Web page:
After decades of living on food aid supplied by the government, a new irrigation development scheme support by the World Bank, has changed the agricultural landscape for thousands of village farmers and changed their lives for the better. Fundi Mihayo, 46, is one of them.
In 1994, Mihayo returned to Magozi to visit his family as he had each year for 12 years. Elections for ward councilor were taking place and then-27-year-old decided to contest. Seeing no future in the dry barren land that they had been relocated to, Mihayo had left Magozi in 1986 for Tanga where he undertook vocational training in motor vehicle repair.
“That year it didn’t rain at all and the sorghum crop never matured, for everyone here across the board. It never grew beyond knee height,” says Mihayo. Magozi benefitted from food aid from 1980 – 2007.
In the days when they had just shifted there, the village had neither a shop nor a grain miller. None of the houses had iron roofing. “We bought petrol and other things at a market that took place once a month, if you ran out, that was it – you had to wait until the next month,” says Mihayo.
When he won the councillorship, he met a community raring to go. They had traditional irrigation structures in place and were constantly trying to improve these on their own. When they got visitors one day from Concern International, they expressed their frustration with the continued food aid when what they really needed was water so they could grow their own food. They managed to get Concern International to commit in principle to supporting their cause – but this was conditional upon the community scouting for resources from other entities as well.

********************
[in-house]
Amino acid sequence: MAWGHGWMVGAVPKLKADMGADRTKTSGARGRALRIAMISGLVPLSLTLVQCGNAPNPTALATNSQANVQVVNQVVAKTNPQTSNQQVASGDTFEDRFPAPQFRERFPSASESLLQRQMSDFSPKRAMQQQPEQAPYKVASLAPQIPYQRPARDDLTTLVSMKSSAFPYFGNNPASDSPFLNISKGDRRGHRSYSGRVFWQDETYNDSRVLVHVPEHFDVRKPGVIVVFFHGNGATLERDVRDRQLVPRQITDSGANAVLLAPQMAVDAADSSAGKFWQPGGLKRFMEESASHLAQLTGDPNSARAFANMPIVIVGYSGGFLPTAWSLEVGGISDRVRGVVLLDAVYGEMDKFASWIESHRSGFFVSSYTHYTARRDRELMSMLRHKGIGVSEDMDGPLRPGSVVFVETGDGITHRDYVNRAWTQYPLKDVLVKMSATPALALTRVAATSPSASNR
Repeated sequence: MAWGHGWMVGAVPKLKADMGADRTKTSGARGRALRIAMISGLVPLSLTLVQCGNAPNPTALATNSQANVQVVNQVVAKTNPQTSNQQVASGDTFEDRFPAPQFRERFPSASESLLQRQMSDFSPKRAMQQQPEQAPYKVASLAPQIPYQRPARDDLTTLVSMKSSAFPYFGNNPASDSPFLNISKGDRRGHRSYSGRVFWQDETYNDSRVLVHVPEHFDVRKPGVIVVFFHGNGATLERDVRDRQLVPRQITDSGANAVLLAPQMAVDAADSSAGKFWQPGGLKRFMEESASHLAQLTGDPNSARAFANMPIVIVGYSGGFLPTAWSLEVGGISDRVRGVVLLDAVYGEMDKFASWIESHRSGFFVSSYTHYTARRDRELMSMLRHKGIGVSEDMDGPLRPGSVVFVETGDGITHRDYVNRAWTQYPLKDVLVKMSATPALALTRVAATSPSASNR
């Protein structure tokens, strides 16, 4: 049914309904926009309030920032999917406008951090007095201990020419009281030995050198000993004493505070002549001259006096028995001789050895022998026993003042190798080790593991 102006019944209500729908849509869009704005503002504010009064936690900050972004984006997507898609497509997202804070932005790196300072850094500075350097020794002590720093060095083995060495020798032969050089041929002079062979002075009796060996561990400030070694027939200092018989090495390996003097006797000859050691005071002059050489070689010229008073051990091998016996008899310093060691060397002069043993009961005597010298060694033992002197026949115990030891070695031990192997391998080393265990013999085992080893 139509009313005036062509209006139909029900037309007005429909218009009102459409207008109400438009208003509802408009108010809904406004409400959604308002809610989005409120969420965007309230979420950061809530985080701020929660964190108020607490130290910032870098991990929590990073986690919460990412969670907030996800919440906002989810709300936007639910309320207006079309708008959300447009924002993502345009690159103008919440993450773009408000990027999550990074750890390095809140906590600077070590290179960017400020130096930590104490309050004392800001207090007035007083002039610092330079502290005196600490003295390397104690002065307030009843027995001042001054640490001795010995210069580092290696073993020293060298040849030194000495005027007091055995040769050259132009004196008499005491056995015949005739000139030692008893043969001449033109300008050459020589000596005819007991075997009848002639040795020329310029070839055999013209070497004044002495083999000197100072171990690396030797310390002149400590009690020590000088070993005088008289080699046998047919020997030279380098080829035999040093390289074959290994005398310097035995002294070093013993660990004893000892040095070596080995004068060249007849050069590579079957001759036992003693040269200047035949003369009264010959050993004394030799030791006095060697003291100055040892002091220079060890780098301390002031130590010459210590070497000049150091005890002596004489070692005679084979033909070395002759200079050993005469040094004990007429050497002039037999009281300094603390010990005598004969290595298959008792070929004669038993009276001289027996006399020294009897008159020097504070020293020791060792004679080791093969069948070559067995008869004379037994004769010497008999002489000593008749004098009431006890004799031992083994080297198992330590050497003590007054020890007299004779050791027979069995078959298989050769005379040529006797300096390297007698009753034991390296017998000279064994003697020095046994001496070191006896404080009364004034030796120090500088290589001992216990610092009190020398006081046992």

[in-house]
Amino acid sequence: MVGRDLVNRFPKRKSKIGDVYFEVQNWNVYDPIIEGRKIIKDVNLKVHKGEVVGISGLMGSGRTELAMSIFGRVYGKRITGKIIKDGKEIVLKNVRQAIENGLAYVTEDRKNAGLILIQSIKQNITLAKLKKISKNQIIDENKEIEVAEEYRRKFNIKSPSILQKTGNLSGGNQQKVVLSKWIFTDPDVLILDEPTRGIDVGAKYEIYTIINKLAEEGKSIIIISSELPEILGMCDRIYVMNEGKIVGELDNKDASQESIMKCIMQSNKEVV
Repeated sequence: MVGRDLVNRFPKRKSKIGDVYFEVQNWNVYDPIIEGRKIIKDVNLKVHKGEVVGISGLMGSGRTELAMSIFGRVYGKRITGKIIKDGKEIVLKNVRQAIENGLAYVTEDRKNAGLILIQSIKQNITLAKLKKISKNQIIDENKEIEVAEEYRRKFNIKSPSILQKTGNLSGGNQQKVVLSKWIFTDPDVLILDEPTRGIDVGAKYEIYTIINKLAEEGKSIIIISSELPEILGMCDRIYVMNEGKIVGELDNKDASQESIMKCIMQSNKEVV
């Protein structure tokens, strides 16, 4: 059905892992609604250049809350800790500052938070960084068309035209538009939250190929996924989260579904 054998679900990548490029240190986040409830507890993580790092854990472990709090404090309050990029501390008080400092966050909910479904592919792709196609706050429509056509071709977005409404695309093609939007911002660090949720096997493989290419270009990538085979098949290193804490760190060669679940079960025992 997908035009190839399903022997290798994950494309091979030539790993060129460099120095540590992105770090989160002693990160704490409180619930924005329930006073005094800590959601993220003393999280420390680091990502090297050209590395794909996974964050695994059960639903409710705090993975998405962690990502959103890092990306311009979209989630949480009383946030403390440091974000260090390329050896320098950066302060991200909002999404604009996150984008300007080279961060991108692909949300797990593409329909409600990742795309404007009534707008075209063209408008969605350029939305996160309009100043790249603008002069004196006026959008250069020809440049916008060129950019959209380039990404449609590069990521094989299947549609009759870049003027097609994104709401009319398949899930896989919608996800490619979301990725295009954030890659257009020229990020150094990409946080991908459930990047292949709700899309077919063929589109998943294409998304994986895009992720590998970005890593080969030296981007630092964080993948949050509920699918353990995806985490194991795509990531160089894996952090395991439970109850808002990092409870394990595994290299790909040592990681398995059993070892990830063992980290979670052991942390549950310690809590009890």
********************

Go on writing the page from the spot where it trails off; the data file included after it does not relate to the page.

One of the conditions for receiving support from the District Irrigation Development Fund (DIDF) is that a community has to contribute up to 20% of the total estimated cost for a project either in cash or in kind through providing labor and/or any other local resources they can marshal. “By 2005 when the weir for the irrigation scheme was being designed, as residents we had delivered to the site 450 trips of stones with each trip weighing seven tons,” says Mihayo.
When Bishop Donald Mtetemera of the Anglican Diocese of Ruaha came to visit, he was so impressed by their efforts that he did not only offer to source for funds on their behalf but he entered into a written commitment to do so, just so the project could move forward immediately. Other funding would come in from Japanese Food Aid Counterpart Fund and various government components, the IDA-supported Tanzania Agricultural Sector Development Project, a District Agricultural Development Grant (DADG), DIDF and two additional IDA-financed projects, Participatory Agricultural Development and Empowerment Project (PADEP) and Tanzania Second Social Action Fund (TASAF) through Community Agricultural Development and Public Works programs, respectively.
Driving into the village center today from the western border where he resides, Mihayo still expresses amazement at just how much it has changed, all because of…water.
“What you see here today shows that one can make a concrete difference by simply providing water. We were left with no excuses,” he said.